I know, I know. I really, truly know. “Put an egg on it!” has become the mantra of millennial home cooks everywhere (hey, we had to eventually move past putting a bird on it, okay?). Leftover pizza? Put an egg on it! (Actually do this, it’s really good). Have some plain, cooked oats kicking around? Honestly, put an egg on it. This thick, ultra-savoury cannellini bean, tomato, and cipollini onion concoction? Definitely put an egg on it. I first started making this recipe (courtesy of my much-used and very dog-eared copy of The Smitten Kitchen Cookbook) near the beginning of the summer. One evening, a few hours before hosting a dinner party that hadn’t gotten out of the planning stages yet (as my dinner parties are wont to do), I revisited this gorgeous little recipe. As expected, the recipe was simple to prepare and a huge hit with my guests (thanks, Deb!). Over the course of the summer I’ve done some tinkering with the recipe, nothing too over-the-top, but a few subtle changes have been made. I like to add a good glug of white vermouth or a super-dry white wine, I think it enhances the bright flavours of the tomatoes and adds complexity to the earthy cannellini beans and cipollini onions. I also like to add several sprigs of fresh thyme and oregano, I just leave them whole and remove the woody sprigs before serving. And speaking of serving, I like this dish best when it’s piled into a large, shallow serving bowl and accompanied by olive oil-brushed, thinly sliced crostini. The egg is used to revive any leftovers, although the way this lovely stew-like concoction disappears when placed in front of guests leaves me with no choice but to recommend a) sneakily hiding some away right in the back of your fridge off the bat or b) doubling the recipe.
cannellini beans, roasted tomatoes and cipollini onions (with optional egg on top):
1 bag (or 1 lb.) cipollini onions
1 15-ounce tin cannellini beans, drained
1 1/2 lb. tomatoes (Roma, cherry, heirloom, whatever you’ve got!)
1 head of garlic, left whole but with the top part cut off so that the cloves are just visible
1/4 cup olive oil
1/4 cup white vermouth or dry white wine
1 Tbsp. sugar*
Kosher or sea salt and freshly cracked pepper, to taste
A few sprigs each of fresh thyme and oregano
Olive oil-brushed crostini
*If using fabulous, in-season tomatoes you may not need the sugar.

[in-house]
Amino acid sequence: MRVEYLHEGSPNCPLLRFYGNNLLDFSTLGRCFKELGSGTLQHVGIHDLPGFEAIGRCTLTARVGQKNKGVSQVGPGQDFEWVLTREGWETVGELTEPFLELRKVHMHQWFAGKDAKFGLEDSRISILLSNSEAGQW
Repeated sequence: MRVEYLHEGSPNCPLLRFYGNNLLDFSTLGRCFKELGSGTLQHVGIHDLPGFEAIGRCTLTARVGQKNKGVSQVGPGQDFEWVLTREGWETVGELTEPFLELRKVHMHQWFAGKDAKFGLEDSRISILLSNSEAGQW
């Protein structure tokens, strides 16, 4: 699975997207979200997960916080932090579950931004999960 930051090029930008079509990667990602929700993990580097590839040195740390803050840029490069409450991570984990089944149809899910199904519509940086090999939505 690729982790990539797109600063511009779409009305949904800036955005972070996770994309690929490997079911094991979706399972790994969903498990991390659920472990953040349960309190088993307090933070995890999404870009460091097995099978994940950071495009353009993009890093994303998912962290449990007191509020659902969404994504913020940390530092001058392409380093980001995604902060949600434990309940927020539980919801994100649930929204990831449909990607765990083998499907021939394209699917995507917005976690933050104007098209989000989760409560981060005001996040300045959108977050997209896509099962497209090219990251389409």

- Prepare the cipollini onions by boiling a large pot of water. Slice off the tips of the onions and plunge them into the boiling water. Boil for 1 minute and then drain, rinsing the onions with cool water so that you can handle them without burning yourself. When they’re cool enough to handle, slip the cipollini peppers out of their skins and set aside.
- Preheat the oven to 425°F.
- On a large, rimmed backing sheet or roasting pan, spread the tomatoes (leave whole and pierce with a sharp knife if they’re quite small or halve if using large tomatoes). Add the cipollini onions, cannelini beans, and the head of garlic (leave intact while roasting).
- Generously coat the vegetables and beans with the olive oil, white vermouth or white wine, and sugar, using your hands to make sure the ingredients are thoroughly covered. Season generously with salt and pepper, topping with the fresh herbs.
- Roast everything for about an hour, using a spatula or wooden spoon to stir every 20 minutes or so. The ingredients should be blackened in spots and fork-tender, meltingly soft. The pan juices are what makes this dish, so be sure to save them.
- Remove the baking sheet or roasting pan from the oven and let the contents come to room temperature. Squeeze the roasted garlic out of its skin and mix in with the other ingredients. Stir in the cannellini beans and allow to sit until the mixture comes to room temperature, about 30 minutes. Serve the roasted vegetables and beans piled onto a serving bowl with thinly-sliced crostini.
- Reheat the next day and add a crispy or poached egg, the yolk should be soft enough that it thickens the leftover tomato sauce as they melt together.
This song is tight as a wire, epic in scope, and vibrating with gigantic, bursting emotion. Interestingly, Perfume Genius is one of the few bands with vocals I can listen to when I’m writing (I usually find lyrics too distracting when I work). And of course, when I’m cooking (which is often part of work, anyway). If Perfume Genius is new to you (in which case I’m very jealous you can hear everything for the time), think PJ Harvey, Tori Amos, Wild Beasts, Kate Bush, and a tiny hint of Hawksley Workman without his annoying Canadian celebrity bravado.
Perfume Genius – Slip Away